CHILDREN attending Renton Primary School and Knoxland Primary School will be banned from taking their mobile phones into the classroom.

The Reporter has learned that top brass at the schools have introduced a ban following a recent review.

A statement on the Renton PS Facebook page said: “We have reviewed our policy on bringing mobile devices to school and we would ask that if your child brings a mobile phone to school that they are handed in to the office for safe keeping and they can be collected again at 3pm.”

And senior staff at Knoxland PS have followed suit, after a “few negative incidents”.

They issued a statement to parents on their social media page, which read: “Due to a few negative incidents last year regarding the use of mobile phones we have reviewed our mobile phone policy.

“It would be much appreciated if you could discourage your child from taking their mobile phone to school.

“We understand, though, that some pupils do require their mobile phone for walking home.

“If they take their phone to school then they will be collected in the morning and kept in the school office during school hours.”

The news follows recent debate about the issue – and it could prompt more schools in the region to review their own individual policy.

South Scotland MSP Michelle Ballantyne recently lobbied the Scottish Government to overhaul its 2013 guidance on the use of mobile devices in schools.

She claimed that a ban could improve test scores and, perhaps, reduce educational inequality.

Ms Ballantyne, the Scottish Conservatives early years spokesperson, said: “The evidence suggests that excessive smartphone use in schools can reduce educational attainment, particularly among low-achievers.

“At the same time, we know that online bullying is a growing problem in school.

“Many primary school teachers would like to see a ban on smartphones, something I support.”

And her calls have been backed at local level by fellow Scottish Conservative Sally Page, ward councillor for Lomond.

She told the Reporter: “I fully agree with the proposal. Mobile phones are a distraction; a disruption to learning.

“Also, interaction with fellow pupils is severely comprised, which given that part of education is learning social skills, use of mobile phones in a school setting discourages communication on the ground.”

But the Scottish Government seem intent on leaving the question of mobile phones in the classrooms up to head teachers.

A spokesman said: “Head teachers can already ban phones in school if they wish to, however phones are now being used effectively in classrooms to aid learning.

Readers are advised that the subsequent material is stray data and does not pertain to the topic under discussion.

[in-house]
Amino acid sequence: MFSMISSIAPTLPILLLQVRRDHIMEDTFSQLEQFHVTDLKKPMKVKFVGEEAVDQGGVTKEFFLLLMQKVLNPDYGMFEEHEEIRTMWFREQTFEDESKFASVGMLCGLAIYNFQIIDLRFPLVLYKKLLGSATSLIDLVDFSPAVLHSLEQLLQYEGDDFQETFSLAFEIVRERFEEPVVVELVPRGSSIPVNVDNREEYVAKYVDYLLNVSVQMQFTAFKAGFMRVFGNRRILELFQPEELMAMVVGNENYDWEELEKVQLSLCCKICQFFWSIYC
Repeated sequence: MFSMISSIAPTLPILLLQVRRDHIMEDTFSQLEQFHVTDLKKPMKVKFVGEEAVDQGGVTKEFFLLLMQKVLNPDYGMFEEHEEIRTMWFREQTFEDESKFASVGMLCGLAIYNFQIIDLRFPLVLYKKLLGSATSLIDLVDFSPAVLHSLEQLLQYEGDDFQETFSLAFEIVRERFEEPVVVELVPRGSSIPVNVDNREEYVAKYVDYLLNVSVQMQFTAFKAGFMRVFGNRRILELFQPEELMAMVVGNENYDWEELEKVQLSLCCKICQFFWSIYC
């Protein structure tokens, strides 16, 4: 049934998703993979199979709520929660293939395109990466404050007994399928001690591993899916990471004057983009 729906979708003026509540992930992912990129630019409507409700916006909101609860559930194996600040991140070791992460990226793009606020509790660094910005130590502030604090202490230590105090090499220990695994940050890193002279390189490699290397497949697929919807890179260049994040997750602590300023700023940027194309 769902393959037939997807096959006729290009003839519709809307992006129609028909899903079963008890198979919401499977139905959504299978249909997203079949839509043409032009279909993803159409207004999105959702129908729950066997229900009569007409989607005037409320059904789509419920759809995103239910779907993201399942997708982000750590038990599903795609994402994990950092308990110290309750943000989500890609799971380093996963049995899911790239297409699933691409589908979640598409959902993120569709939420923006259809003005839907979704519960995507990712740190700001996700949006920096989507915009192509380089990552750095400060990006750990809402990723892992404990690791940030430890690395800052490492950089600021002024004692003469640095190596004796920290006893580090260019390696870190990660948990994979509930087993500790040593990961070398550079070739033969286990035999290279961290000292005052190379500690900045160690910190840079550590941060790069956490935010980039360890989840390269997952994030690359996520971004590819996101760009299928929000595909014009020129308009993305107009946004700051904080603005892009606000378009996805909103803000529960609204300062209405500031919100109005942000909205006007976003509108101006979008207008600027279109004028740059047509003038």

“We encourage local authorities and schools to think carefully about how to incorporate smart and mobile phones into learning and teaching.”

The calls for a ban follows in the wake of research carried out by academics at the London School of Economics which explored the impact of banning mobile phones in schools.

The authors concluded schools that restricted access to mobile phones “subsequently experience an improvement in test scores.”

They also found banning mobiles “improves outcomes for the low-achieving students the most” and that the move could therefore “be a low-cost way for schools to reduce educational inequality”.

Previous guidance from Scottish ministers concluded it was “unreasonable and impractical to attempt to impose a ban on mobile devices in schools.”

A West Dunbartonshire Council spokeswoman said: “We do not ban children from bringing mobile phones to school. At present, there is no Council policy covering this.

“However, some schools provide a facility for safely storing phones during school hours at the discretion of the head teacher.

“We recognise the value of technology and schools should work with parents and carers to support responsible use.”

One father whose child attends Knoxland Primary School told the Reporter: “I am slightly wary over any ban on mobiles in schools.

“I think it will create additional problems and workload for the admin staff.

“They would have to ensure all mobiles have pupils’ names on them, store them safely and have a record of each phone they have on any given day.

“They’d also have to ‘tick out’ their records at 3pm every day and that could be as many as 30 to 50 phones in an averaged sized school.

“To me it’s too much work for the staff, they’re busy as it is and this ban will also result in unnecessary backlogs in the mornings and at home time.”

A local mum said: “Technology has moved on since I was at school but how can taking technology out of the classroom be a good thing?

“Let children keep their mobiles, just educate them on using them more sensibly.”

Another parent added: “In an ideal world the issue would not even surface but people are saying that it’s for the benefit of children’s education so you have to place your trust in the people who run our schools.

“If they say mobiles in the classroom are a distraction then you have to accept it and so do the children that use mobiles.”

She added: “Only time will tell but in the long run it could be a good idea.”